Contrary to previous announcements, Gazprom has not altered its strategy, and still treats Europe as its key market.

Szymon Kardaś
Agata Łoskot-Strachota
Since 2010 we have observed a new quality in EU energy policy. It is related to the European Commission’s more or less direct engagement in the bilateral gas relations of a part of the new member states – Poland, Bulgaria and Lithuania – with Russia.
The text was written within the framework of the Ifri-OSW cooperation programme.
OSW Commentary
Agata Łoskot-Strachota
On 24 February, the Russian press agency Interfax revealed data on the average prices of Russian gas in 2010 for certain European countries. They show wide variations in the prices: for example, the United Kingdom paid nearly half as much for gas than Hungary did. Russia’s gas prices were largely dependent on competition on the market, access to alternative sources of raw materials, and the relationship of the individual parties with Gazprom.
On 10 December, the US Congress ratified an agreement on civilian nuclear cooperation with Russia (the so-called 123 Agreement), which opens up the American market to the Russian nuclear industry. Thus, after a failed attempt to cooperate in the field of hydrocarbon energy at the beginning of this decade, a significant economic element may now appear in Russian-American relations. At the same time, in the longer term, the Russian nuclear industry will become a significant lobby in Russia for promoting stable relations with the US.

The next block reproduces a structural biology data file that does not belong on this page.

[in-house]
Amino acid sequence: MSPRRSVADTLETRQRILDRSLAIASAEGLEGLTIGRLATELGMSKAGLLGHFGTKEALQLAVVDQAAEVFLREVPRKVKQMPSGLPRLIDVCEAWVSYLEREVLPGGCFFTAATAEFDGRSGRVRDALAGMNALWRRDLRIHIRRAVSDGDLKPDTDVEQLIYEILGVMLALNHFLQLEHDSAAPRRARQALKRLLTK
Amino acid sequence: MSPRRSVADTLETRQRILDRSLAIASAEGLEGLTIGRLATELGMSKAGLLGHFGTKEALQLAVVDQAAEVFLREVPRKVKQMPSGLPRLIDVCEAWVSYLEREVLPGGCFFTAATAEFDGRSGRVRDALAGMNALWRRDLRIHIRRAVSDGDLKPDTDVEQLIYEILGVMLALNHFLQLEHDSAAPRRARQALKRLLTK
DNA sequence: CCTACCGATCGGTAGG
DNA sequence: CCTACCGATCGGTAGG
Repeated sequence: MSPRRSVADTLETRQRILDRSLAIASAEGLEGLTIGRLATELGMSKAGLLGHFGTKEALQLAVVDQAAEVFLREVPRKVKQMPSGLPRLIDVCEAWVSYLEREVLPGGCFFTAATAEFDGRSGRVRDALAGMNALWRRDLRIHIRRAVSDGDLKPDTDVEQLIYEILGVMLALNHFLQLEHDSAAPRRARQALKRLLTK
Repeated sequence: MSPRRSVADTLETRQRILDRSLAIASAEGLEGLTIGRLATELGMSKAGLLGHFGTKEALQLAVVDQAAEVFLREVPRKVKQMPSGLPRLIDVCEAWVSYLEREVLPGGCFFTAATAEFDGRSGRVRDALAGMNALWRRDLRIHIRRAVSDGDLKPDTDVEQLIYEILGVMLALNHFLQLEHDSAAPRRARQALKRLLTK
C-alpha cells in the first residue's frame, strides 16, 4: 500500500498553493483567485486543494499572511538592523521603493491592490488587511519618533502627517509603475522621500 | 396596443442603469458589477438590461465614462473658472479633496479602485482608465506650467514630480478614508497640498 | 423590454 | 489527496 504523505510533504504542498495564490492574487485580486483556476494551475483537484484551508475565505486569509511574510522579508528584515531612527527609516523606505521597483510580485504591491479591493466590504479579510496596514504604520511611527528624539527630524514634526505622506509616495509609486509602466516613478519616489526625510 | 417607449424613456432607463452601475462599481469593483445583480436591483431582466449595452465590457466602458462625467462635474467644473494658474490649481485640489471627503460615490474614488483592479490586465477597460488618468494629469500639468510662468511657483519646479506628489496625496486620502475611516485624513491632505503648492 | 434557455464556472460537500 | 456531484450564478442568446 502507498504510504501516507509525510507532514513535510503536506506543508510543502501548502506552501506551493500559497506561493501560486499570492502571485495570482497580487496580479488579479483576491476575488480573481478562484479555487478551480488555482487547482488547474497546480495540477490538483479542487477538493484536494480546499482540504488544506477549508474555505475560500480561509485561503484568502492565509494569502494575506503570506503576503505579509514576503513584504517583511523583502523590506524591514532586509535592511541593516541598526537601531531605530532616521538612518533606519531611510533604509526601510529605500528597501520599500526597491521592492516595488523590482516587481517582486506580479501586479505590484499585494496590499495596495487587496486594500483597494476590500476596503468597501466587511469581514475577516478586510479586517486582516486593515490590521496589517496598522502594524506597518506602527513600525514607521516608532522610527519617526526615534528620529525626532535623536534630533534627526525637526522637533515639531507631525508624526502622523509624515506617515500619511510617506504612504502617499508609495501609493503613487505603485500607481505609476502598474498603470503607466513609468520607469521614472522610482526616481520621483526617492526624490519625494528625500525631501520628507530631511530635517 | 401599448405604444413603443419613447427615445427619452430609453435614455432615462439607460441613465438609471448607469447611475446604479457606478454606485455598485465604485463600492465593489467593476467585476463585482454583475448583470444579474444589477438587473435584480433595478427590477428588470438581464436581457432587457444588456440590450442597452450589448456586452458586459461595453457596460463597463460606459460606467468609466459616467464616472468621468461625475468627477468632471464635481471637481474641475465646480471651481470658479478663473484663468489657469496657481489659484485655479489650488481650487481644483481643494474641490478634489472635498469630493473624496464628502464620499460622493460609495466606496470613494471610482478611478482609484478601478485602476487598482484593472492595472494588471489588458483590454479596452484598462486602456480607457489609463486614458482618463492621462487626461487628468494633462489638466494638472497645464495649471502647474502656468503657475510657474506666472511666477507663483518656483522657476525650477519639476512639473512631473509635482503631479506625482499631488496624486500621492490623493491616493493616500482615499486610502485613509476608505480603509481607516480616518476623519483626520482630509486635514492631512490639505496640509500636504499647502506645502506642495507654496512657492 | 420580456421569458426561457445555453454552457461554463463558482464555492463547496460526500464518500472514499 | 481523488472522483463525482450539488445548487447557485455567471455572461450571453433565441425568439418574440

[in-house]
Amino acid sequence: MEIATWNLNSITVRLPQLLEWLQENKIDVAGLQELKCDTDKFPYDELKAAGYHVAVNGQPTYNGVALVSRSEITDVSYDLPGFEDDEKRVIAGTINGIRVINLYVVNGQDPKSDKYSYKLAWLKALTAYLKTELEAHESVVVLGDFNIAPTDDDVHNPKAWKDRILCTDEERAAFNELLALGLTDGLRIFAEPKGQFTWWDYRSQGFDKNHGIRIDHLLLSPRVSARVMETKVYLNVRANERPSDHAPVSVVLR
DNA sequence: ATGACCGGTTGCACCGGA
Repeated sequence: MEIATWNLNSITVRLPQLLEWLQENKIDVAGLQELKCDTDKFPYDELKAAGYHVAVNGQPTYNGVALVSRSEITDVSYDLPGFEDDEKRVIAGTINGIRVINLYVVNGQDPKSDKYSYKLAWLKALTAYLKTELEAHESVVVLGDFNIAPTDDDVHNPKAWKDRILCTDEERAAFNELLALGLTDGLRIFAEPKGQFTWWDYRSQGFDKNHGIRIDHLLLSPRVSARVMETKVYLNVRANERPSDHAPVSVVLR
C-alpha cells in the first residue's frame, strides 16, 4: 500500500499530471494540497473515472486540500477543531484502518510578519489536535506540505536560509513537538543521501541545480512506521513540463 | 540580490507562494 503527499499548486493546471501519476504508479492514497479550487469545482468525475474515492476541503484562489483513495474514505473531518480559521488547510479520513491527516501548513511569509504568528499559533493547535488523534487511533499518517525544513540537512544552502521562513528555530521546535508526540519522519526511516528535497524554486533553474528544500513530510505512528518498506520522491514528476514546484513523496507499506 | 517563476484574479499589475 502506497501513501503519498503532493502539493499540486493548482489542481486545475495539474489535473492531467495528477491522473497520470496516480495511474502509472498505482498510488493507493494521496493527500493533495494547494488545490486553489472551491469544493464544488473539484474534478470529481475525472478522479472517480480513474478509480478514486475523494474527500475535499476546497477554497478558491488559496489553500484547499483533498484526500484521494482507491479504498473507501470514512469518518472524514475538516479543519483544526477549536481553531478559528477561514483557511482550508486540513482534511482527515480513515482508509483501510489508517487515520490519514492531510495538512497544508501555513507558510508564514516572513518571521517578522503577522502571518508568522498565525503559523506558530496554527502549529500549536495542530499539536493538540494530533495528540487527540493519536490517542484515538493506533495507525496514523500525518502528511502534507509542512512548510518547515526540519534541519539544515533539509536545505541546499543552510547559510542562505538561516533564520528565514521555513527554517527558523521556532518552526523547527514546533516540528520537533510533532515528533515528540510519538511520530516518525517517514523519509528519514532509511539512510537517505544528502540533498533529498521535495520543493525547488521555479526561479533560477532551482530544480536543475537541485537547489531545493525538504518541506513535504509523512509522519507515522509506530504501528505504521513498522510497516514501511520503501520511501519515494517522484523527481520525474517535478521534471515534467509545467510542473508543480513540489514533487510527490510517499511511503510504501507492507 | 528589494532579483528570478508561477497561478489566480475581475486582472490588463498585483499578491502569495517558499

A small gas debt that Belarus owes is a pretext for Russia to pursue its political and economic goals oriented towards both Minsk and the West.
Kamil Kłysiński
Wojciech Konończuk

Less demand for gas and the need to reduce production are also having a positive impact – the Russian company is likely to avoid the difficulties in meeting all of its export commitments which, only a year or so ago, it was expected to experience.

OSW Report
Agata Łoskot-Strachota

The energy security of countries importing energy resources depends largely on the shape and quality of operational transport connections. This is particularly important in the case of natural gas supplies. Natural gas is transported mostly by gas pipelines which permanently connect gas producers and consumers. Thus Europe as a consumer is "tied" to certain gas suppliers for anywhere between a dozen and several tens of years. As their own resources are becoming depleted, the EU Member States get increasingly dependent on import of natural gas.

Point of View
Agata Łoskot-Strachota